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Perry's Index to the Aesopica

Fables exist in many versions; here is one version in English:


A jackdaw saw that the doves in a dovecote were very well fed, so he dyed himself white and went to join them, expecting to share in their food. So long as the jackdaw kept quiet, the doves thought he was another dove and accepted him, but when he forgot to keep quiet and let out a squawk, the pigeons then recognized who he was and they pecked at him until he went away. Unable to feed with the doves, he then went back again to the jackdaws. But because they did not recognize his colour, they kept him away from their food and the jackdaw ended up with nothing to eat at all.
The story shows that we too must be contented with our lot in life, since being greedy for more is pointless and can even deprive us of the things that are ours.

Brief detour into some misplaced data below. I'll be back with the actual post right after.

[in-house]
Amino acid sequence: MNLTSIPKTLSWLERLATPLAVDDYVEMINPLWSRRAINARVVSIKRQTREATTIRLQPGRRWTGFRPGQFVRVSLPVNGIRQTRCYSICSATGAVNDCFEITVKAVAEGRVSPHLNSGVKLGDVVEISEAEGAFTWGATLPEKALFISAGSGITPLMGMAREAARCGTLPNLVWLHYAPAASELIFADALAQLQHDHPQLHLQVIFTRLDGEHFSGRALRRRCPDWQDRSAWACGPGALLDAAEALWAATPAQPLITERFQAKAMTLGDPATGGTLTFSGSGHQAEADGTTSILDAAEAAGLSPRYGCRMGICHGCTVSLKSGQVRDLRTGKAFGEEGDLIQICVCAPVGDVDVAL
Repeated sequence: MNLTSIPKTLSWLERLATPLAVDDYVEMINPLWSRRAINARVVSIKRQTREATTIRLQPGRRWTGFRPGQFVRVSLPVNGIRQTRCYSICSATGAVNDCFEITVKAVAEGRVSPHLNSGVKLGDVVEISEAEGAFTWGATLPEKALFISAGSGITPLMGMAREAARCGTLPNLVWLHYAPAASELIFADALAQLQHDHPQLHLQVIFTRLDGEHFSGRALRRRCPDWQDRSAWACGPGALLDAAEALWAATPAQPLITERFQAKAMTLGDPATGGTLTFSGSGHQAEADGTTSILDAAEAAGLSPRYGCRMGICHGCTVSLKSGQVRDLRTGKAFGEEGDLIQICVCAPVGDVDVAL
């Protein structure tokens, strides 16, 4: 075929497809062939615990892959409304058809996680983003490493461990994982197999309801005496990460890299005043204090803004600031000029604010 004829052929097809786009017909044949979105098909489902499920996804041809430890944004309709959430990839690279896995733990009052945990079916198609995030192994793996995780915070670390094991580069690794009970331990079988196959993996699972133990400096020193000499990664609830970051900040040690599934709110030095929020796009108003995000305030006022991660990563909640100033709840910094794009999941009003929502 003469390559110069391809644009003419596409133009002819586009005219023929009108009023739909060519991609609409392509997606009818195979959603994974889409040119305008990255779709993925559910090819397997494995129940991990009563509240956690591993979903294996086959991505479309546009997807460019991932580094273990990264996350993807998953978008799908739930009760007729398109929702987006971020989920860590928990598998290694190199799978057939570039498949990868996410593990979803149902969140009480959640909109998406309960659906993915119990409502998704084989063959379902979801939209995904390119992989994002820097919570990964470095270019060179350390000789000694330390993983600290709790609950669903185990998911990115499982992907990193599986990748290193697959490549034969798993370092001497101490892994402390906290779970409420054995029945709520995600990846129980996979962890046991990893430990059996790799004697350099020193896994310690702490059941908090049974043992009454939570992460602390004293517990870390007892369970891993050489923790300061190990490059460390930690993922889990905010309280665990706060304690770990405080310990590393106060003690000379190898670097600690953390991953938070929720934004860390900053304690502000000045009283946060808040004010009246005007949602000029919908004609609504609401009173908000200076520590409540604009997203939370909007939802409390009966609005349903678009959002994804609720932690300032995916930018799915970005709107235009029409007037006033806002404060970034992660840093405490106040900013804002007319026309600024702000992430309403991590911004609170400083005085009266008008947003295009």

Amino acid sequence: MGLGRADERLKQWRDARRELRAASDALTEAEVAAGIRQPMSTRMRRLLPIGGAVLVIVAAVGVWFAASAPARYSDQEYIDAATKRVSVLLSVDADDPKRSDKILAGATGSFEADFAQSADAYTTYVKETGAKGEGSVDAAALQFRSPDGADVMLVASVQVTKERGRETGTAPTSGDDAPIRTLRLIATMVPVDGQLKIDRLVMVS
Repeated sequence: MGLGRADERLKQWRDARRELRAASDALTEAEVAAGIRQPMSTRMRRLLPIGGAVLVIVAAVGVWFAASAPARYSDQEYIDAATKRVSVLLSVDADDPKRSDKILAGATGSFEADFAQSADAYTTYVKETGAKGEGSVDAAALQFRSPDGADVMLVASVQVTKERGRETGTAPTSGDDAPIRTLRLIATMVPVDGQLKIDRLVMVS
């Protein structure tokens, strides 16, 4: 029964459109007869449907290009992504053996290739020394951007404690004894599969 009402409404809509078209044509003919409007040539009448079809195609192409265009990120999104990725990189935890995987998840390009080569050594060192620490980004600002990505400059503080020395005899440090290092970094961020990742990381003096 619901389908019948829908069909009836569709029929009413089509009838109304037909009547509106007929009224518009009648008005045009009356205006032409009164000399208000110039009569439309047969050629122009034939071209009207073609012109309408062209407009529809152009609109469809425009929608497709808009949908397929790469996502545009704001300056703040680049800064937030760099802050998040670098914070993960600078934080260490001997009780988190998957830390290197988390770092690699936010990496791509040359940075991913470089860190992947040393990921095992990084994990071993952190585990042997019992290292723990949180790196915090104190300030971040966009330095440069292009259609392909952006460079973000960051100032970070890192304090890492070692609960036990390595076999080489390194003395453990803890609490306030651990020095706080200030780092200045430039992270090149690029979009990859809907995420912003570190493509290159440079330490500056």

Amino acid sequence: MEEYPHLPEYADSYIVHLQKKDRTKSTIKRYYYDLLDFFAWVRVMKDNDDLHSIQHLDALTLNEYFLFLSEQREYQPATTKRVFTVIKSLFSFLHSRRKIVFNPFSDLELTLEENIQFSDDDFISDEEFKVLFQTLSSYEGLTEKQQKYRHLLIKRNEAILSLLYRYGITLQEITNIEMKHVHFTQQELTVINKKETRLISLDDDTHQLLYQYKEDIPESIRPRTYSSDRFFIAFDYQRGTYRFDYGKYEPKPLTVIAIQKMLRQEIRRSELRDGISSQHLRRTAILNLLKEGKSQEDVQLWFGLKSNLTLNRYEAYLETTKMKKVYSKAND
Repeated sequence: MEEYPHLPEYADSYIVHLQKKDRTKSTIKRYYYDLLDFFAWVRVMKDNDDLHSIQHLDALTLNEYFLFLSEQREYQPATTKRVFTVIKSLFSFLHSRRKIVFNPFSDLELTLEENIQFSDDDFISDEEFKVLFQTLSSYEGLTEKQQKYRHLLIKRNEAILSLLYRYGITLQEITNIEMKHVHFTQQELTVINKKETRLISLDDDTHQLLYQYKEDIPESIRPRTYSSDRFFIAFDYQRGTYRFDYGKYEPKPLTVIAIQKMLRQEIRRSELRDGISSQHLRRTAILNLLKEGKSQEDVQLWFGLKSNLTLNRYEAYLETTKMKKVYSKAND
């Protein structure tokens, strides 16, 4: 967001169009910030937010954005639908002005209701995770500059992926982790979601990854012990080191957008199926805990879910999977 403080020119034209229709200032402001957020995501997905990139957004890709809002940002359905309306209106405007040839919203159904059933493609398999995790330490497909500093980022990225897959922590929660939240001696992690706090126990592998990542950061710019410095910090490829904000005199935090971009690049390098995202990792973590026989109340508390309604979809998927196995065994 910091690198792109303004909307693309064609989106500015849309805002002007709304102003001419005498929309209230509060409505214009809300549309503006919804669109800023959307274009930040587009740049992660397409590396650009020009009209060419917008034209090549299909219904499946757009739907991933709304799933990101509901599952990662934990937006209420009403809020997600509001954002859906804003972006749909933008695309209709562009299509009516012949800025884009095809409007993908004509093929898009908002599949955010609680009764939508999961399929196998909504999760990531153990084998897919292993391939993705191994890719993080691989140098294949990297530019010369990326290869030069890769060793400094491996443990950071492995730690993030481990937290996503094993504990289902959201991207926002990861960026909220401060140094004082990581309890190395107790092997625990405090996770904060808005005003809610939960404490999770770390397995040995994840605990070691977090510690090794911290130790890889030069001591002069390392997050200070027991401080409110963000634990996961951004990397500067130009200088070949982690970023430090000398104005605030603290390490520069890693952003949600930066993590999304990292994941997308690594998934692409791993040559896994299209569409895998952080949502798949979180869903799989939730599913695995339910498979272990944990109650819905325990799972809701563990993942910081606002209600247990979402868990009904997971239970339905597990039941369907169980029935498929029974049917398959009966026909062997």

Source: Aesop's Fables. A new translation by Laura Gibbs. Oxford University Press (World's Classics): Oxford, 2002.
NOTE: New cover, with new ISBN, published in 2008; contents of book unchanged.


Perry 129: Gibbs (Oxford) 325 [English]
Perry 129: L'Estrange 181 [English]
Perry 129: Townsend 192 [English]
Perry 129: Chambry 163 [Greek]

You can find a compilation of Perry's index to the Aesopica in the gigantic appendix to his edition of Babrius and Phaedrus for the Loeb Classical Library (Harvard University Press: Cambridge, 1965). This book is an absolute must for anyone interested in the Aesopic fable tradition. Invaluable.